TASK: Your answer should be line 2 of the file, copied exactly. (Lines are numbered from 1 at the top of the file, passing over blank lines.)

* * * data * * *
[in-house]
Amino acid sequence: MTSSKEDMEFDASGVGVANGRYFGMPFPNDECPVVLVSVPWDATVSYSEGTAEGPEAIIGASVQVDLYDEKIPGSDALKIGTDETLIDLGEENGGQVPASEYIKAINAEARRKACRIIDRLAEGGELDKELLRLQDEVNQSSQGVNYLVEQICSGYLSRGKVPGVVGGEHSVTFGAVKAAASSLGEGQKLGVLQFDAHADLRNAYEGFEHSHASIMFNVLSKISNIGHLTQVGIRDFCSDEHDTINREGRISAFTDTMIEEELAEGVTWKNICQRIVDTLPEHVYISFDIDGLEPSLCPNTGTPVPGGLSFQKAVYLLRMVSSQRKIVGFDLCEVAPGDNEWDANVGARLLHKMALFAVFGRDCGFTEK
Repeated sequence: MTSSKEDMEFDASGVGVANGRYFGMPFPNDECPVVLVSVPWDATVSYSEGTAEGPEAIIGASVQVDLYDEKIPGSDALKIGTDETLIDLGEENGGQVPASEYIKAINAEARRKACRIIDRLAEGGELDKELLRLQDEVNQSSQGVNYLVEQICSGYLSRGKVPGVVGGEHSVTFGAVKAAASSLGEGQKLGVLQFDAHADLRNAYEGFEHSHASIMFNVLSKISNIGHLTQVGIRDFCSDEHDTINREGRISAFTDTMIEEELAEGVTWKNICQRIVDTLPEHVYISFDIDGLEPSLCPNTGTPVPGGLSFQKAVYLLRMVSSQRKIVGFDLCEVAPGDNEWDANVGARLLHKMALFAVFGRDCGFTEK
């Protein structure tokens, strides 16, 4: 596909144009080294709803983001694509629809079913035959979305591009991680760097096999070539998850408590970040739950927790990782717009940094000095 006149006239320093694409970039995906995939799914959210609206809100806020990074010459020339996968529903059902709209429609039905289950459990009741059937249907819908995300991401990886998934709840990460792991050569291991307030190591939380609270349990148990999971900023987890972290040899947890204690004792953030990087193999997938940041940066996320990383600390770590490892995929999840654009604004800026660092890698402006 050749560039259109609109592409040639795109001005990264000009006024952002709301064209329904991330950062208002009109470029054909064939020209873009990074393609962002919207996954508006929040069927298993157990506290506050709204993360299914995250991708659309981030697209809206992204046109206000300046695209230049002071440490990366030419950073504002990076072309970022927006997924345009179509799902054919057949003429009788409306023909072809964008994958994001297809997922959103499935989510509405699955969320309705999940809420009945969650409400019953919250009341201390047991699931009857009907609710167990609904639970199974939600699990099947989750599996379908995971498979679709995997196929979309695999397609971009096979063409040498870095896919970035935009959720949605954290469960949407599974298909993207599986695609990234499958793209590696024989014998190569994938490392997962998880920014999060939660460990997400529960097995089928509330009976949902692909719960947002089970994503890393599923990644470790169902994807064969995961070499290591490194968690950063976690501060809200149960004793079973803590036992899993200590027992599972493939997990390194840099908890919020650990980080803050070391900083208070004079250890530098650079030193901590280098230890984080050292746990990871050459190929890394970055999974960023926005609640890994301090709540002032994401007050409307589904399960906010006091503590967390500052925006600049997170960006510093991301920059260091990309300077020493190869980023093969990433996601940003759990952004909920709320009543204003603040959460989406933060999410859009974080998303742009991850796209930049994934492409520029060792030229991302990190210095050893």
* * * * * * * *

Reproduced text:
Amino acid sequence: MTSSKEDMEFDASGVGVANGRYFGMPFPNDECPVVLVSVPWDATVSYSEGTAEGPEAIIGASVQVDLYDEKIPGSDALKIGTDETLIDLGEENGGQVPASEYIKAINAEARRKACRIIDRLAEGGELDKELLRLQDEVNQSSQGVNYLVEQICSGYLSRGKVPGVVGGEHSVTFGAVKAAASSLGEGQKLGVLQFDAHADLRNAYEGFEHSHASIMFNVLSKISNIGHLTQVGIRDFCSDEHDTINREGRISAFTDTMIEEELAEGVTWKNICQRIVDTLPEHVYISFDIDGLEPSLCPNTGTPVPGGLSFQKAVYLLRMVSSQRKIVGFDLCEVAPGDNEWDANVGARLLHKMALFAVFGRDCGFTEK